San Francisco considers expansion of plastic bag ban


If you are shopping in San Francisco, there could soon be a new mantra – BYOB, or "bring your own bag."

Plastic bags are already banned from groceries and pharmacies, but that could now be expanded to all retail stores and restaurants in the city. The proposal comes from Supervisor Ross Mirkarimi who pushed the first ban back in 2007.

"It's common sense. It's measured. It's time we take it to the next level," said Mirkarimi.

A key component of that next step would hit you in the checkout line. Under the proposal, bags that are allowed, including paper and compostable, will cost you 10 cents starting in July of next year, climbing to 25 cents per bag by 2014.

Mirkarimi says when Washington, D.C. began charging a fee, customer usage of the bags dropped by 81 percent.

It's not just grocery stores that would be required to charge for bags, it's all retailers. The owner of clothing store Emily Lee has concerns.

"It becomes just another impediment to making the process an easier one," said owner Liz Mikel. "It makes it less friendly."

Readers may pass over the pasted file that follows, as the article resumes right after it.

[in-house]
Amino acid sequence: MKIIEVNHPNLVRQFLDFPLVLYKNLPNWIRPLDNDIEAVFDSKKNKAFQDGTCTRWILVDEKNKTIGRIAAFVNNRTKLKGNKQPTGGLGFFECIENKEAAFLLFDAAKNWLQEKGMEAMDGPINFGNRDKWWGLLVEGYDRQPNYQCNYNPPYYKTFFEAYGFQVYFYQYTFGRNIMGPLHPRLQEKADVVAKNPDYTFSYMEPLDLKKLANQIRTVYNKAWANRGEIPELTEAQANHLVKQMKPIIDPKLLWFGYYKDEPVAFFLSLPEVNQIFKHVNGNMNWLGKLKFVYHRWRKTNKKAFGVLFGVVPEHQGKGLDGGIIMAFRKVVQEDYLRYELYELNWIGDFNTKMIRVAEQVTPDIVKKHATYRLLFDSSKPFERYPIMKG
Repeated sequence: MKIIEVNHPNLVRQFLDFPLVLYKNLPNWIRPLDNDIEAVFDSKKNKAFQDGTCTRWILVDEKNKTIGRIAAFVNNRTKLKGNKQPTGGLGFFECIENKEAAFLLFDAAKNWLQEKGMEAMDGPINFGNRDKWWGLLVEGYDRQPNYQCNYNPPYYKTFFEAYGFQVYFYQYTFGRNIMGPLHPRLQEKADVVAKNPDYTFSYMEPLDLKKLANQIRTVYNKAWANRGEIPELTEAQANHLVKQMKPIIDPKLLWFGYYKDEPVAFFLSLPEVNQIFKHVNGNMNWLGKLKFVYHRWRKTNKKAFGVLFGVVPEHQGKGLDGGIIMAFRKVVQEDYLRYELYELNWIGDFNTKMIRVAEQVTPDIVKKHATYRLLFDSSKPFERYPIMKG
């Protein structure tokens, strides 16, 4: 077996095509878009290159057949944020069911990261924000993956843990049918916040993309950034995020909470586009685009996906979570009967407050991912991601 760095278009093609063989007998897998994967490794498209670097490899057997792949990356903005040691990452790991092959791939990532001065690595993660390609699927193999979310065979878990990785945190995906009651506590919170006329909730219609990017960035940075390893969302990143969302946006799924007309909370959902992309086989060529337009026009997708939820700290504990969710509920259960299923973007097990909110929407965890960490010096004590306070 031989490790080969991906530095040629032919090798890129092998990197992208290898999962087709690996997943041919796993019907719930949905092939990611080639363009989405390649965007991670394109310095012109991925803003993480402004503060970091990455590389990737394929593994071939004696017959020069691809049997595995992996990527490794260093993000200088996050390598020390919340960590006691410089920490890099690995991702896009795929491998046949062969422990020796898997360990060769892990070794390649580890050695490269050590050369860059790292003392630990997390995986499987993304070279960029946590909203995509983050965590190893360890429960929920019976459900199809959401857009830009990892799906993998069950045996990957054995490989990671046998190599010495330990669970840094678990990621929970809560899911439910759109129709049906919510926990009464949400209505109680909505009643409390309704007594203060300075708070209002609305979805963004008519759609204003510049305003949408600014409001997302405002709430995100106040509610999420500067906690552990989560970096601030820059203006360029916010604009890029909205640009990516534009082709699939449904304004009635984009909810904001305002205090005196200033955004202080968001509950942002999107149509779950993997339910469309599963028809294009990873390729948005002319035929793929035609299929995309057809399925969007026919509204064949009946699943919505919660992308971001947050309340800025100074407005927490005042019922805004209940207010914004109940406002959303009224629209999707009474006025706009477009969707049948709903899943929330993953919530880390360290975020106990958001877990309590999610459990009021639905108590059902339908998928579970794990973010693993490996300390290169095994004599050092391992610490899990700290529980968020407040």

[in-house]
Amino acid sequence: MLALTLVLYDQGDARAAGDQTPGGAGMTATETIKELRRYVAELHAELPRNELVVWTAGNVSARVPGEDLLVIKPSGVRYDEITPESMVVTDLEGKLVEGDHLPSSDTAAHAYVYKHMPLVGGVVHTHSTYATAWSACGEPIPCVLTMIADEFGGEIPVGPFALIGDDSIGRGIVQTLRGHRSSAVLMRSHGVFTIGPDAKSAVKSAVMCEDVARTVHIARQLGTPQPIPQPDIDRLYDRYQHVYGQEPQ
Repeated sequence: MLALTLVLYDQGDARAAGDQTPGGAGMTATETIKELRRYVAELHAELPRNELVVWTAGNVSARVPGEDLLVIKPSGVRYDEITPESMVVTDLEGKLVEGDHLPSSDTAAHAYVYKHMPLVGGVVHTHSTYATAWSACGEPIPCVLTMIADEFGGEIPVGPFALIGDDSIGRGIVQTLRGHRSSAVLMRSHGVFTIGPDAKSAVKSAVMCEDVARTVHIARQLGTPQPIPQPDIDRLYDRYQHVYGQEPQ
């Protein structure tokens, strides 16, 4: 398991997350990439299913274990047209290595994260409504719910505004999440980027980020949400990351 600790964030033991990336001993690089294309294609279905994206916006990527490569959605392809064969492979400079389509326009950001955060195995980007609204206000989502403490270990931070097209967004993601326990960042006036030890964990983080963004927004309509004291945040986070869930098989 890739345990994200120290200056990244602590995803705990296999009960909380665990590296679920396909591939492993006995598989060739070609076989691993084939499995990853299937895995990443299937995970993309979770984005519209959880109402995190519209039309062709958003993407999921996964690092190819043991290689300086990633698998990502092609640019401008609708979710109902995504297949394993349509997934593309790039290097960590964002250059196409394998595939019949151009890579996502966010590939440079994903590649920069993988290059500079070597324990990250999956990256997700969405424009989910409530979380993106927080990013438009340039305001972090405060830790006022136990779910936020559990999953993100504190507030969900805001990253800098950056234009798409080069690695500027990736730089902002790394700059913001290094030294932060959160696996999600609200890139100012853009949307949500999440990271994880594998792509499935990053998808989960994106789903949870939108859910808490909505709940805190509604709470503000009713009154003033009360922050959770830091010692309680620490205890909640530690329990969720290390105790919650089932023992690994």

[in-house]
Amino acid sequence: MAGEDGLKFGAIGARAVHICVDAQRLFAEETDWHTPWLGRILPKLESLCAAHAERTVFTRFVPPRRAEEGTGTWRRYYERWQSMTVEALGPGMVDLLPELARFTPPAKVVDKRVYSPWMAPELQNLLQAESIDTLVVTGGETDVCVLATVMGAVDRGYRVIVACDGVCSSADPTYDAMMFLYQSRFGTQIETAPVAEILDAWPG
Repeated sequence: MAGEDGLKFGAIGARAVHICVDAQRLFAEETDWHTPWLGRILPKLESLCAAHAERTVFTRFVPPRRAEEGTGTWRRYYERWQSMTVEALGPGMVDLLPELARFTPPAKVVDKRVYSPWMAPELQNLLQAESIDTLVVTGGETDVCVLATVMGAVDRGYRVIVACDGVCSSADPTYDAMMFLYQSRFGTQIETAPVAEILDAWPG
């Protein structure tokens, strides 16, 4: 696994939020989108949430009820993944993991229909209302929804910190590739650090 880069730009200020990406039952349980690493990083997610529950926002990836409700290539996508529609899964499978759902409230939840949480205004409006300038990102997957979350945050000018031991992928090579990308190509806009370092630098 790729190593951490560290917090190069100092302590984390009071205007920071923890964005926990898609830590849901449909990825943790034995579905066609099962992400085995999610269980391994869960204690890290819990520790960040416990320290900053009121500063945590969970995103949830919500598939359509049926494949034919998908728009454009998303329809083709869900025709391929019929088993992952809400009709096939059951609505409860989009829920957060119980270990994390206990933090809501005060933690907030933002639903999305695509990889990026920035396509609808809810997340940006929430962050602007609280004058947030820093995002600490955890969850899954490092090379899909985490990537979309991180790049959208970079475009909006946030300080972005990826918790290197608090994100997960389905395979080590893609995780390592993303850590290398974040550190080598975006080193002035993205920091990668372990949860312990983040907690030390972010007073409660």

The businesses will get to keep the fee which is one reason the California Grocers Association and the San Francisco Chamber of Commerce spoke in favor of the proposal at a City Hall hearing Monday. But an attorney representing the plastics industry has sued other cities and is threatening to do so now unless there's a state environmental impact review.

"San Francisco is basing this ordinance on misinformation and exaggerations and false statistics," said Stephen Joseph with the Save Plastic Bags Coalition.

The legislation is scheduled to go to the full board for a vote next week.

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